Underwatering vs. Overwatering

So I’m going to be up front and let you know that this post has absolutely nothing to do with plants.
So if you thought you’d be sporting a green thumb after reading this, my bad!

This does have everything to do with { you } so reading on might still be in your best interests!

With Spring in full bloom, I’ve been seeing a lot of renewal. Heck, I’ve been feeling a lot of renewal - ya dig? Things are becoming greener, smelling fresher, and the sun is shining more often. It’s helped me to feel invigorated after what seemed like an unbearable winter this year. I don’t know that the winter was particularly long, or cold, or anything really, but it certainly felt like it took a lot of mojo out of me. And I don’t think I’m the only one to say that - speaking to clients, friends, family; a lot of people were feeling that this year. But as Spring brings new life and growth, I have to remember that we too can be overwatered and underwatered.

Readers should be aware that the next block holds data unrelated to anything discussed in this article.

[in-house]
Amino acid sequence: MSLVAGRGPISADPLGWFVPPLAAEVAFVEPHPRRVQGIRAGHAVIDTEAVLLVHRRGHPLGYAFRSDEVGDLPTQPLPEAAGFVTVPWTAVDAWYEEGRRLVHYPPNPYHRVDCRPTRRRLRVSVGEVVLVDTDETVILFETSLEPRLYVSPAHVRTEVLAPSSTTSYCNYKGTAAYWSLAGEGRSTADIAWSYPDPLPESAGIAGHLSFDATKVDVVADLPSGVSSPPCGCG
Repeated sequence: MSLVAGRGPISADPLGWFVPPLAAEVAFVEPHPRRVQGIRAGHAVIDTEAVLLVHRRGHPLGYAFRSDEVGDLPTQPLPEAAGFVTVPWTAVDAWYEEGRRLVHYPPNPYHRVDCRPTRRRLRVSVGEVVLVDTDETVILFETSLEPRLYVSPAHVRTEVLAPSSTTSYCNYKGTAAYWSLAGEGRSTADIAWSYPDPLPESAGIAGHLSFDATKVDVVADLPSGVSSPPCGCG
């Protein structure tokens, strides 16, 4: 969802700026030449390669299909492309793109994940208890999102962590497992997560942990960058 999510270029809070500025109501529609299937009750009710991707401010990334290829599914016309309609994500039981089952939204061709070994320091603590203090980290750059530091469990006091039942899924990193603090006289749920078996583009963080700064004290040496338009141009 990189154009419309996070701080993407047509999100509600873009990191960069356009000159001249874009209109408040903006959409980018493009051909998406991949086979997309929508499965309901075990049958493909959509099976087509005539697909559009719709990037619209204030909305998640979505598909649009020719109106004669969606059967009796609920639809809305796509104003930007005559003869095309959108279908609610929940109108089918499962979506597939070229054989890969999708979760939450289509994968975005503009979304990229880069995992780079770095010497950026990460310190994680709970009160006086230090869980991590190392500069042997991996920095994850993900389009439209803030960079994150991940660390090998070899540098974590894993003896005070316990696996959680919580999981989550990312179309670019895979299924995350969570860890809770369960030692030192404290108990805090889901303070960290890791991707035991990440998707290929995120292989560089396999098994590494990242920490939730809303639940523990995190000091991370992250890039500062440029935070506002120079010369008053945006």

Here’s what I mean: a lot of us will associate ourselves with being underwatered. We’re overworked, underpaid, and spreading ourselves thin. I think that’s what I’ve been doing ever since I started this shift into yoga education, but I love what I do, so I keep at it despite. I know yoga instructors aren’t the only ones to feel this, I know not only people in the health and wellness industry feel this - we all do. (I feel like this always ends in a rant - bear with me, because I’ll be repeating myself a bit here, but I’m looking to say it again) We live in a society that gives merit to those who “grind,” those who day in and day out hit the pavement and never stop. Those who boast 4 hours of sleep, and 14 hour work days (I know, because I’m often one of them) I don’t do it as a brag, most of the time it’s a call for help, thoughts of “how can I keep at this?” running through my mind. But the reality is, a lot of us have to do that to make ends meet, to get ahead in life (ha, is that even a thing in the GTA?), to feel worthy.